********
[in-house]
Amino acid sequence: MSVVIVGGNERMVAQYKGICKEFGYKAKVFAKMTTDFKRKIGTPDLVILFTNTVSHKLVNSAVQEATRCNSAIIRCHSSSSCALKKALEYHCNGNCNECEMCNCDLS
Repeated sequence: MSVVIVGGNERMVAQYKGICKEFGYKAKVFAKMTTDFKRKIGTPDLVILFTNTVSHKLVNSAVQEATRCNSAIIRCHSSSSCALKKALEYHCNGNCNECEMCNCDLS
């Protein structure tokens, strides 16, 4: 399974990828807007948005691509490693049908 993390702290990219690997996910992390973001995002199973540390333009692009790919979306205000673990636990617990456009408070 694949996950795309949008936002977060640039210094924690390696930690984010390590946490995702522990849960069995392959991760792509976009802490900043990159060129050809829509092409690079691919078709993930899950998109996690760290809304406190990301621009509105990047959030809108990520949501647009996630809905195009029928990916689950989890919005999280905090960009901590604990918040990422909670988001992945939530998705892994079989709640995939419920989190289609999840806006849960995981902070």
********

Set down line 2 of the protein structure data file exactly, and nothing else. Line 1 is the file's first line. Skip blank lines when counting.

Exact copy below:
Amino acid sequence: MSVVIVGGNERMVAQYKGICKEFGYKAKVFAKMTTDFKRKIGTPDLVILFTNTVSHKLVNSAVQEATRCNSAIIRCHSSSSCALKKALEYHCNGNCNECEMCNCDLS